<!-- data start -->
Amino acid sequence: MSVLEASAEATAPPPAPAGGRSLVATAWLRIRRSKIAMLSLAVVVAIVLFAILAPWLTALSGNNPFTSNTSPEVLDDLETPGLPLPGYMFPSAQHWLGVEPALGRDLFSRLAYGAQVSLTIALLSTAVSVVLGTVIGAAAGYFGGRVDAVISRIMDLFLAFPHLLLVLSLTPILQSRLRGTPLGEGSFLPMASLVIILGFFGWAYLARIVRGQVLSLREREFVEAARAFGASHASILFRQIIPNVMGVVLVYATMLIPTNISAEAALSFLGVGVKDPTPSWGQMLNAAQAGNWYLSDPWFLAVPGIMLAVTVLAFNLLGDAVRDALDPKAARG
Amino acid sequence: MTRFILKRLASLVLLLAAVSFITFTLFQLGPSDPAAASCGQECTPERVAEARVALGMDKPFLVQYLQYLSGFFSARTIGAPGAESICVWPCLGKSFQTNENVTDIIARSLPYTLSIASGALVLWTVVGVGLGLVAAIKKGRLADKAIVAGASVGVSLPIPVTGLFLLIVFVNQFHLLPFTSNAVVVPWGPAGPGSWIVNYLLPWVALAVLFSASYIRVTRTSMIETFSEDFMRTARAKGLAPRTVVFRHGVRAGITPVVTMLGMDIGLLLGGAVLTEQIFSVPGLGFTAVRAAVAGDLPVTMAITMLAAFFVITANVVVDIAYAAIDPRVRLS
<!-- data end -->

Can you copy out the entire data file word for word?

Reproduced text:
Amino acid sequence: MSVLEASAEATAPPPAPAGGRSLVATAWLRIRRSKIAMLSLAVVVAIVLFAILAPWLTALSGNNPFTSNTSPEVLDDLETPGLPLPGYMFPSAQHWLGVEPALGRDLFSRLAYGAQVSLTIALLSTAVSVVLGTVIGAAAGYFGGRVDAVISRIMDLFLAFPHLLLVLSLTPILQSRLRGTPLGEGSFLPMASLVIILGFFGWAYLARIVRGQVLSLREREFVEAARAFGASHASILFRQIIPNVMGVVLVYATMLIPTNISAEAALSFLGVGVKDPTPSWGQMLNAAQAGNWYLSDPWFLAVPGIMLAVTVLAFNLLGDAVRDALDPKAARG
Amino acid sequence: MTRFILKRLASLVLLLAAVSFITFTLFQLGPSDPAAASCGQECTPERVAEARVALGMDKPFLVQYLQYLSGFFSARTIGAPGAESICVWPCLGKSFQTNENVTDIIARSLPYTLSIASGALVLWTVVGVGLGLVAAIKKGRLADKAIVAGASVGVSLPIPVTGLFLLIVFVNQFHLLPFTSNAVVVPWGPAGPGSWIVNYLLPWVALAVLFSASYIRVTRTSMIETFSEDFMRTARAKGLAPRTVVFRHGVRAGITPVVTMLGMDIGLLLGGAVLTEQIFSVPGLGFTAVRAAVAGDLPVTMAITMLAAFFVITANVVVDIAYAAIDPRVRLS